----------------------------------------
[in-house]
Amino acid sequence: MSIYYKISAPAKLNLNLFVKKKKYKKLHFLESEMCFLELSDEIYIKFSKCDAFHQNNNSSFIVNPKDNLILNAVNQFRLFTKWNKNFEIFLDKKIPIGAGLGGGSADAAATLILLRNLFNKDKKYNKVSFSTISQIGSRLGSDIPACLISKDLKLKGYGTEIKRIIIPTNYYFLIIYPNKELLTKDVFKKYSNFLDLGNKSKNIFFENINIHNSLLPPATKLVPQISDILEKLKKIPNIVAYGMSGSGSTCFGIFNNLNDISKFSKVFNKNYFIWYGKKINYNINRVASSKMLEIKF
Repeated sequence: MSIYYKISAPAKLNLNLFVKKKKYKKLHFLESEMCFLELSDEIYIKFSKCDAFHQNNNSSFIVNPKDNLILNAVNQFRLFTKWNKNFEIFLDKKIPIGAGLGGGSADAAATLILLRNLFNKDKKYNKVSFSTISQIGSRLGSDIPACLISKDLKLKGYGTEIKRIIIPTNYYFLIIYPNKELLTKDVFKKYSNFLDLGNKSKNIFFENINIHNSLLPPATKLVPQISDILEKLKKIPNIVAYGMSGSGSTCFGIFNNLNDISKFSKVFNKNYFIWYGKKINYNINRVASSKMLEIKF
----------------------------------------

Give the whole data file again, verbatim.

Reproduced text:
[in-house]
Amino acid sequence: MSIYYKISAPAKLNLNLFVKKKKYKKLHFLESEMCFLELSDEIYIKFSKCDAFHQNNNSSFIVNPKDNLILNAVNQFRLFTKWNKNFEIFLDKKIPIGAGLGGGSADAAATLILLRNLFNKDKKYNKVSFSTISQIGSRLGSDIPACLISKDLKLKGYGTEIKRIIIPTNYYFLIIYPNKELLTKDVFKKYSNFLDLGNKSKNIFFENINIHNSLLPPATKLVPQISDILEKLKKIPNIVAYGMSGSGSTCFGIFNNLNDISKFSKVFNKNYFIWYGKKINYNINRVASSKMLEIKF
Repeated sequence: MSIYYKISAPAKLNLNLFVKKKKYKKLHFLESEMCFLELSDEIYIKFSKCDAFHQNNNSSFIVNPKDNLILNAVNQFRLFTKWNKNFEIFLDKKIPIGAGLGGGSADAAATLILLRNLFNKDKKYNKVSFSTISQIGSRLGSDIPACLISKDLKLKGYGTEIKRIIIPTNYYFLIIYPNKELLTKDVFKKYSNFLDLGNKSKNIFFENINIHNSLLPPATKLVPQISDILEKLKKIPNIVAYGMSGSGSTCFGIFNNLNDISKFSKVFNKNYFIWYGKKINYNINRVASSKMLEIKF